NEWS OF THE WEEK:

McDonald’s Under Fire From Animal Rights Groups, Cal Senate Committee Passes Iconic African Species Protection Act, April 13 – April 20, 2018

By Leslie Goldberg

  Exposing the hidden truth behind “happy meals.”

Exposing the hidden truth behind “happy meals.”

LOOK OUT MCDONALD’S

The ubiquitous fast food chain McDonald’s is now facing the Humane League along with a coalition of other animal rights groups including Mercy for Animals, Compassion Over Killing and Animal Equality. The groups are demanding higher animal welfare standards for broiler chickens including more space and switching to slower growing breeds. Apparently, some big bucks are behind this “I’m Not Lovin’ It” campaign. The groups managed to take out a full-page ad which ran in the New York Times on March 25. Protests were staged in Chicago and two large truck billboards toured the city. They featured a 6 foot by 10 foot “I’m Not Lovin’ It” art installation. (ALTERNET, April 16, 2018)

 IF THE FEDS WON’T DO IT CALIFORNIA WILL!

A bill banning the possession of any dead body part of an African elephant, African lion, leopard, black or white rhino, giraffe or zebra has passed the California Senate Committee on Natural Resources and Water by a vote of 7 to 2. California Senate Bill 1487, the Iconic African Species Protection Act, exempts body parts already in possession at the time of enactment or in possession by a bona fide scientific or educational institution. The bill is the work of Senator Henry Stern and sponsored by the animal advocacy group, Social Compassion in Legislation. It now faces another vote in the Public Safety Committee on April 24. (World Animal News, April 17, 2018)

MORE FROM SOCIAL COMPASSION IN LEGISLATION

Two more bills, sponsored by Social Compassion in Legislation, are making their way through the California Legislature. One is the CRUELTY FREE COSMETICS ACT, SB 1249 which bans the sale in California of cosmetics tested on animals. SB 1249 will be introduced to the Senate Judiciary Committee on April 24. (State Capitol, Room 112 at 1:30 pm.) The other, SB 1138, FOOD OPTIONS: PLANT-BASED MEALS, requires California patients and prisoners have the opportunity to choose plant-based meals. A hearing will be held on April 25 in the Senate Health Committee, Room 4203 (John Burton Hearing Room) at 1:30 pm. (Social Compassion in Legislation)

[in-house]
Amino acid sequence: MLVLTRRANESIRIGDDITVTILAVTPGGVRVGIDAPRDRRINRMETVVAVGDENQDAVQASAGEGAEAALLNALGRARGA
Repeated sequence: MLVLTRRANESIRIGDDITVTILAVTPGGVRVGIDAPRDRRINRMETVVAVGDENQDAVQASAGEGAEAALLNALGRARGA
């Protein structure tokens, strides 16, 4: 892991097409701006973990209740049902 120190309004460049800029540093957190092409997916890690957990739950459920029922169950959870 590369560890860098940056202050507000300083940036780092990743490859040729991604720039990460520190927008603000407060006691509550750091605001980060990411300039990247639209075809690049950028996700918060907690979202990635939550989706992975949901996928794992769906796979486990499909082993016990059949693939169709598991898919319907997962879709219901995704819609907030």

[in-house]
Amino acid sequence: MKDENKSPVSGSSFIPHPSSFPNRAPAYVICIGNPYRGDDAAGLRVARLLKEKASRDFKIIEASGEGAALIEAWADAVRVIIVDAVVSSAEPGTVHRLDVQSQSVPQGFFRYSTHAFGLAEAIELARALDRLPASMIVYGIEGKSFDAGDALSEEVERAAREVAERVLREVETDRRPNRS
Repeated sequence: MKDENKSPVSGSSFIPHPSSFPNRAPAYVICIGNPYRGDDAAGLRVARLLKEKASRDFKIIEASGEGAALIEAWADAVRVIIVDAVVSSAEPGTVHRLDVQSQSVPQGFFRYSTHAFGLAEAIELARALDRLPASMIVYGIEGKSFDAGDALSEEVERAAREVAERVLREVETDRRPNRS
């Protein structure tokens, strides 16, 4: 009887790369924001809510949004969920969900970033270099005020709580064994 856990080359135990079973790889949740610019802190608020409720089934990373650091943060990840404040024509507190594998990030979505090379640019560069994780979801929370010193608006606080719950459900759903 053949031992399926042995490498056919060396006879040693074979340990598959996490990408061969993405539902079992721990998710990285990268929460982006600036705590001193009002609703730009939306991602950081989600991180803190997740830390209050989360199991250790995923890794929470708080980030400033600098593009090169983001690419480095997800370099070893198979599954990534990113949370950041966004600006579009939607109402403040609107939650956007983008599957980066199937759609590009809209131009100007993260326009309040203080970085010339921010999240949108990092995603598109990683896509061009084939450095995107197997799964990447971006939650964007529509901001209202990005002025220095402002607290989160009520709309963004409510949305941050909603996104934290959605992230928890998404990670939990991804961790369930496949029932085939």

EPA COMES TO AID ANIMALS

The Environmental Protection Agency is pushing for a policy which encourages researchers to find alternatives to pesticide and chemical testing on animals. The agency stated that there are now newer, more effective and less cruel ways to determine if certain pesticides and chemicals pose a risk to human health. They invite public comment up to June 6 at EPAcomments@humanesociety.org – (HSUS, April 13, 2018)

PETA AND OTHERS SUE THE USDA

PETA and numerous other animal rights groups have joined a lawsuit over the recent decision USDA’s  (thanks Donald Trump) to deny public access to information on whether laboratories, puppy mills, roadside zoos and other animal-abusing industries have violated the federal Animal Welfare Act. The USDA’s effort to hide information on facilities such as these hamper efforts to investigate animal cruelty. (PETA, April 16, 2018)

ONE STEP CLOSER TO ENDING GREYHOUND RACING

Now Florida voters will have the chance to decide whether to continue to allow the cruel practice of greyhound racing in the state. It has been estimated that every three days a dog dies on a Florida track. Typically, the dogs are kept in small cages 23 hours out of the day. Florida is really the center of dog racing in the United States and 12 of the 18 tracks nationwide operate there. This measure banning dog racing will appear on the November ballot and has the support of the state’s Republican governor Rick Scott. (HSUS, April 17, 2018)

FISH WIN IN COURT

A Hawaii court just invalidated all of the state’s 131 aquarium collection permits because they were issued without environmental impact reviews first. The permits (which are still in effect) allow commercial aquariums to collect 2,000 fish a year for a total of about 250,000 fish including endangered species and endangered coral reefs. Environmental and animal protection groups sued the Hawaii Department of Land and Natural Resources to achieve the victory in the 1st Circuit Court; the groups regard the court’s decision as an important step in an effort to protect fishes. (Center for Biological Diversity, April 16, 2018)